Book Review: Does God Desire All to Be Saved – #4

How extensive is the sovereign will of God? This is the chapter title of chapter 3 in John Piper’s small book.

The author asserts,

Behind the complex relationship of the two wills in God is the foundational biblical premise that God is sovereign in a way that makes him ruler of all actions.

What is the logical end of such a claim? We do not need to make any assumptions or put words in the mouths of Calvinists to find the answer. Many leading Calvinists will teach that everything, good or ill, is the direct action of God. Some will soften the position to say that some evils are allowed by God, but many, including Piper, place even evil actions as ultimately being God’s will.

In one instance Piper writes,

God . . . brings about all things in accordance with his will. In other words, it isn’t just that God manages to turn the evil aspects of our world to good for those who love him; it is rather that he himself brings about these evil aspects for his glory and his people’s good. This includes—as incredible and as unacceptable as it may currently seem—God’s having even brought about the Nazis’ brutality at Birkenau and Auschwitz as well as the terrible killings of Dennis Rader and even the sexual abuse of a young child… Nothing that exists or occurs falls outside God’s ordaining will.

Not only do I not see this verified in Scripture, but I find it in direct contradiction to God’s other perfections.

Piper quotes Amos 3:6, Isaiah 45:6-7, and Lamentations 3:37-38 as proof that God directly causes evil and suffering to occur. He states that these texts involve events that “God disapproves of even as he wills that they occur.”

Quoting Peter’s epistles Piper asserts that the will of God is not his “moral instruction but the state of affairs that he sovereingly brings about.” Here the will of God is both that which Peter wants to do as well as an acceptance of suffering at the hands of enemies that, by Piper’s definition, God causes.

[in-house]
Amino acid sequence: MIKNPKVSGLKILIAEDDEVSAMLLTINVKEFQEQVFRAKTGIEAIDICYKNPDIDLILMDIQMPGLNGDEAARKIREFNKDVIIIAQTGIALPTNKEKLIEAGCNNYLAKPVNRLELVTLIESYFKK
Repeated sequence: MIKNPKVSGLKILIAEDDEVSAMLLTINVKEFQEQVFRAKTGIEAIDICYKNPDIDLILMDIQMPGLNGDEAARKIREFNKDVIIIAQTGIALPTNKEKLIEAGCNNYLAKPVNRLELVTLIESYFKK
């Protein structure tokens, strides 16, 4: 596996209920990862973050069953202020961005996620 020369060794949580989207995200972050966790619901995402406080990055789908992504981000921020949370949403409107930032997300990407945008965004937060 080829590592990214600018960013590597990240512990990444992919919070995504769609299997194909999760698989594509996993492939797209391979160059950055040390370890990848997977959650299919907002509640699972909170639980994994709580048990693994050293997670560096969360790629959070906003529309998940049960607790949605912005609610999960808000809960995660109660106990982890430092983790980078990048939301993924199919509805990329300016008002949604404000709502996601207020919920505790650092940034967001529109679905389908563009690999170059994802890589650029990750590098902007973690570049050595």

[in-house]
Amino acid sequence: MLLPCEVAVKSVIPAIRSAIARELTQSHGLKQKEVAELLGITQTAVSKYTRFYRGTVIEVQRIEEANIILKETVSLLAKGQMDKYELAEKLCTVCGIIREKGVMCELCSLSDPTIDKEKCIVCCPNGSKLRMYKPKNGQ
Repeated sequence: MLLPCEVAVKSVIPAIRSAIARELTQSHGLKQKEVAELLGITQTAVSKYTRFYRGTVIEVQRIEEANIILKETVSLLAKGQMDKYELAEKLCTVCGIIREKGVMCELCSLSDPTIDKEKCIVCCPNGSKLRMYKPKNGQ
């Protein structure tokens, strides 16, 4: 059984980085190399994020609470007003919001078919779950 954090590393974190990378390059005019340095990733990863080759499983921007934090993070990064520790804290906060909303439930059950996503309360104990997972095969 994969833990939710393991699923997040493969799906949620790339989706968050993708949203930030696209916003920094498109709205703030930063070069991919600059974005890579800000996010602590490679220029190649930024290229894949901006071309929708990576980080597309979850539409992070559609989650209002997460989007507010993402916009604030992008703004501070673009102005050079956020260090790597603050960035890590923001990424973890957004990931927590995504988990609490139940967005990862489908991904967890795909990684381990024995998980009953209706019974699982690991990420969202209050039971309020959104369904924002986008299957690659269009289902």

Piper then goes on to give examples of New Testament Christians making plans but adding the clarification, “if the Lord wills.” This particular usage is not something any Christian I know would argue. It is an affirmation that God has a will and that we want to live in submission to it.

He then shares a selection of Old Testament texts to demonstrate that all through Scripture all of man’s behavior is directly attributed to God. However, allowing for God’s ability and right to express His sovereignty is a far cry from saying that God causes all things, down to individual atoms, to act in a certain way.

However, many Christians cannot reconcile how God can be the direct author of evil events. So, what do Calvinist’s do? Reformed theology makes a distinction between the two wills already mentioned previous posts:

  1. Will of decree and will of command
  2. Sovereign will and moral will

In so doing they can say that will God’s moral will would not condone murder, it still occured as a result of His sovereign will.

But is this two-will hypothesis the only answer? Certainly not.

Leighton Flowers lays out the two beliefs this way,

Traditionalism affirms that God works to redeem man’s morally evil choices and bring about good from the heinous consequences of those autonomous choices. God is seen as most glorious because of His redemptive grace in overcoming evil.

Calvinism, according to Piper, affirms that God “isn’t just managing to turn the evil aspects of our world to good; it is rather that He Himself brings about these evil aspects for His glory.” God, according to this perspective, is seen as most glorious for His power and control of the evil itself.

When we see God as glorious “because of His redemptive grace in overcoming evil”, evil brought about by man’s free choices, then we can have a consistent view of God’s character. However, if we take the Calvinist’s view and see God as glorious because of His “power and control of the evil itself” then we end up with contradictions.


When we remove certain presuppositions in the Calvinists framework, then we remove the need to present theories to solve the contradictions caused by the presuppositions.

The traditional view of seeing evil as something that comes directly from man’s free choice, while at the same time permitted by God, is consistent with all of God’s Word and the character of God Himself.

For a more detailed discussion of this topic and individual texts, I would recommend reading this article –

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